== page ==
the body's split
28 January - 23 February 2016
Commune.1 is proud to announce Daniel Blom’s second solo show at the gallery. In his trademark minimalist style, Blom’s ‘the body’s split’ is made up of four carefully selected sculptural works with accompanying text, and two drawings.
Historically sculpture’s preoccupation with the realistic representation of the human form goes back as far as the ancient world. After becoming unfashionable in the 1960s, figurative sculpture and painting (mostly due to a handful of German artists, namely George Baselitz and Anselm Keifer’s neo-expressionism) reemerged in full swing at the end of the 1980s. Blom’s disquieting sculptures are deeply connected to the type of art that was being produced at that time and are similarly concerned with subjectivism and a type of nostalgia and eroticism. In aus köplar (2015), a life-size figure of a man hangs upside down dangling from his foot, and the perfect underling (2015) shows a man without head or arms lying on his back with legs bent. Both figures are presented as vulnerable, fragmented but also empowered, implying a politicisation linked to sexuality and the male body in crisis. Fragmentation versus completion and emotive gesture are suggestive of Goya’s seminal etchings Disasters of War. Likewise there is a refusal of traditional narrative in Blom’s works. The two sculptures are made out of Blom’s trademark material, high-density polyethylene (melted white plastic) providing a tactile surface that could be read as either skin graft or white marble. Punctuating this white ‘skin’ are dark nuts and bolts working towards a type of decorative torture. The sculptures, although partially cast from the body of the artist, convey an internal state of being expressing more than just form.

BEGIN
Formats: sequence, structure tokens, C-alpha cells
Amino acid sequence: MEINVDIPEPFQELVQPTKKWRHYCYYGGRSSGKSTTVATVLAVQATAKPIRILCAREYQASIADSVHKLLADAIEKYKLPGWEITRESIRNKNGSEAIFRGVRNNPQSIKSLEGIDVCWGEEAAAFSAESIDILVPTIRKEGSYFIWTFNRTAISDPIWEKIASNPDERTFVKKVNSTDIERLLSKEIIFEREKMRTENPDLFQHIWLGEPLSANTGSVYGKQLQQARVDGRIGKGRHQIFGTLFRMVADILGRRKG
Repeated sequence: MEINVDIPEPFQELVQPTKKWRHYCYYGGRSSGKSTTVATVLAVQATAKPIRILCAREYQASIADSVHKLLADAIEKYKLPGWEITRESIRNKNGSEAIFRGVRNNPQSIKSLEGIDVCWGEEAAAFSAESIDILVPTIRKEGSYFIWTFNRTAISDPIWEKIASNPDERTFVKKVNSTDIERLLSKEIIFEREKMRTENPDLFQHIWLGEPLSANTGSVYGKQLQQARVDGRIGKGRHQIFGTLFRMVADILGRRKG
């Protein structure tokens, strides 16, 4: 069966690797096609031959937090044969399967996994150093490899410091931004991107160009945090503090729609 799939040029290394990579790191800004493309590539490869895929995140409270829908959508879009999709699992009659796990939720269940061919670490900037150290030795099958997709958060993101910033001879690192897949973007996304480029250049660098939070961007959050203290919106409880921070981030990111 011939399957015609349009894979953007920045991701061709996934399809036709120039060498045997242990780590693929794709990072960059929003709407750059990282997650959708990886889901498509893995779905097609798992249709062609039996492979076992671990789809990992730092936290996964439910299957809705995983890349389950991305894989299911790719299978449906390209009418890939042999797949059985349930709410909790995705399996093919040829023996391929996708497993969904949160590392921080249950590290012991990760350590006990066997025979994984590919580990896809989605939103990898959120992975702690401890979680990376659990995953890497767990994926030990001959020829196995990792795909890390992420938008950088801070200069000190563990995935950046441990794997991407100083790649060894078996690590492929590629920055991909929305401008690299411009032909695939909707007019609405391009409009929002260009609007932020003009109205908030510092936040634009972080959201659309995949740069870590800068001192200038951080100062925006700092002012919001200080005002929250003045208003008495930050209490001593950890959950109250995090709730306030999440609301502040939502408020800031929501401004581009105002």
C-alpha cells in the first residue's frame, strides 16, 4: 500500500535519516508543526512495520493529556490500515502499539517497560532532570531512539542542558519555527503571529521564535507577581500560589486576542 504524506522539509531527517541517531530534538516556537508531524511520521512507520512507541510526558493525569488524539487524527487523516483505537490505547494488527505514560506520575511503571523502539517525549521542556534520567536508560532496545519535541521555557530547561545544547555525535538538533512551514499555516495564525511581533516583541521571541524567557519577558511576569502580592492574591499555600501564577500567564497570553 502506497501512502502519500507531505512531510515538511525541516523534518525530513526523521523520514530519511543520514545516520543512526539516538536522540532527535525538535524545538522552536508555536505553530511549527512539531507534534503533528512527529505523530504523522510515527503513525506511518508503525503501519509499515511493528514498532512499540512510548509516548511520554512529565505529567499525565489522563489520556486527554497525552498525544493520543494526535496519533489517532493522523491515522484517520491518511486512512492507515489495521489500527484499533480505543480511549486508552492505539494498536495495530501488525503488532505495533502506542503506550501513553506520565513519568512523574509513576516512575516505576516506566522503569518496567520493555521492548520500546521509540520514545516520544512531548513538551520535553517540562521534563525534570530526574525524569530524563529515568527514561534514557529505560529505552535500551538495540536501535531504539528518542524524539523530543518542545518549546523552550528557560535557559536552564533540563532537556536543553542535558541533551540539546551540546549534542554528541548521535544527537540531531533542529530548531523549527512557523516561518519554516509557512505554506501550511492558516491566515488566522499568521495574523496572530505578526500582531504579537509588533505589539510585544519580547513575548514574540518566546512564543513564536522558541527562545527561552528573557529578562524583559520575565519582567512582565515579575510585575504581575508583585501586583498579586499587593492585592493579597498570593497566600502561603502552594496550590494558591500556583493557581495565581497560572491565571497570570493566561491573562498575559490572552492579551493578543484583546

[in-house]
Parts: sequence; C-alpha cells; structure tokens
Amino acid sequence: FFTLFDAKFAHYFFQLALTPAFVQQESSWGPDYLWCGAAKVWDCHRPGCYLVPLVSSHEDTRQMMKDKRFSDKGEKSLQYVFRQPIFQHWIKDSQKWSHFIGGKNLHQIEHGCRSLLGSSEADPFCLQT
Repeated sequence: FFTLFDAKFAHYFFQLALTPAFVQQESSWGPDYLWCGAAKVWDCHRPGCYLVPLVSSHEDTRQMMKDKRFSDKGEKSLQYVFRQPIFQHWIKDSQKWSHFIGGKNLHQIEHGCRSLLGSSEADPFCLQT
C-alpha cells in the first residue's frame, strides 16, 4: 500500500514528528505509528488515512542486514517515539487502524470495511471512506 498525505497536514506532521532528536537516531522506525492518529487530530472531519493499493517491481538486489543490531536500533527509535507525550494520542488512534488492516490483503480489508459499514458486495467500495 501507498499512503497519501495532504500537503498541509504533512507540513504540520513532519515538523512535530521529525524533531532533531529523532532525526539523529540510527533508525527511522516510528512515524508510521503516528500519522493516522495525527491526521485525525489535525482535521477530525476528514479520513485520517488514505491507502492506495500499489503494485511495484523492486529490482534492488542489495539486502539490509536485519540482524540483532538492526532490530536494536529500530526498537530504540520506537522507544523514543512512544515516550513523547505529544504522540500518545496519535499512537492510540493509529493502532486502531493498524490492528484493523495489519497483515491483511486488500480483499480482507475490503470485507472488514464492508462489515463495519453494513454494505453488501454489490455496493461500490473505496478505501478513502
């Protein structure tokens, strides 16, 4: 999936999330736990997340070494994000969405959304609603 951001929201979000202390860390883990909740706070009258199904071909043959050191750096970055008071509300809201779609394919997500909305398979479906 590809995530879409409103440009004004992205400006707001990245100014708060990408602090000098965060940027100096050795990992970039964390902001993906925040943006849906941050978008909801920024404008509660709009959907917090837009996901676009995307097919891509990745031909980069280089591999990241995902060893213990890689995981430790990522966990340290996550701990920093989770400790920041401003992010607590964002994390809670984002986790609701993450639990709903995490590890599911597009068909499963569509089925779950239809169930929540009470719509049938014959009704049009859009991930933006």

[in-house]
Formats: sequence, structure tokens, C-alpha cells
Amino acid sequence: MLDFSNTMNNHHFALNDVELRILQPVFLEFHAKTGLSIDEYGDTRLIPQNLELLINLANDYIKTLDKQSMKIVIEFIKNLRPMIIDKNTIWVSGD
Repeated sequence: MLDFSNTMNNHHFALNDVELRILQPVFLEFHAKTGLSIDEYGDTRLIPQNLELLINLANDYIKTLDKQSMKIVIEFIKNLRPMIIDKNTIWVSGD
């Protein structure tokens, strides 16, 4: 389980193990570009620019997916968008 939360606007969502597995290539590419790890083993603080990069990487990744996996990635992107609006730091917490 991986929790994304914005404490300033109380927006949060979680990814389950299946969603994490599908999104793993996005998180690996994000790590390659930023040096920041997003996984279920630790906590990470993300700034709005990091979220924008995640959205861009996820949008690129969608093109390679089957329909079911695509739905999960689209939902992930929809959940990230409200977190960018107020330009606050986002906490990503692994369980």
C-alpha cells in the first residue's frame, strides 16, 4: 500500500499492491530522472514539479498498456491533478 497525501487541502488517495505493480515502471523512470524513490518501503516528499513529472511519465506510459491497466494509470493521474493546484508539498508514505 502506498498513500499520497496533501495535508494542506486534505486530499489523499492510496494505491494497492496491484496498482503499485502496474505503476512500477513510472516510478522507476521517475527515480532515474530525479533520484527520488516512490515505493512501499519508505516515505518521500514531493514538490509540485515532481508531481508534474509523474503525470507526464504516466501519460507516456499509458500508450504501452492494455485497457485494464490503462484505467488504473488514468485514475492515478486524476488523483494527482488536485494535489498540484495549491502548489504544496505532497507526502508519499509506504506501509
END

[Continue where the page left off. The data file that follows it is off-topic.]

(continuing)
the grey, grey horse (2015) is a collaboration with his brother, Stefan Blom, and shows a recumbent mechanical horse, made up of only skull and spine. The final and fourth sculptural work, the pyramidic Judaswiege (2015), concludes the sculptural part of the series creating a idealogical pivotal point from which to read the other works. The drawing, Forma particular (2015), shows a segmented spinal column in an inverted lunette, and sadness (2015), is a self-portrait accompanied by an enigmatic wooden tablet.
Daniel Blom MRBS is a member of the Royal British Society of Sculptors in London. He presently lives and works between Cape Town, London and Kaş, Turkey. In Cape Town he has previously shown work at the former Bell-Roberts Contemporary Art Gallery and Commune.1.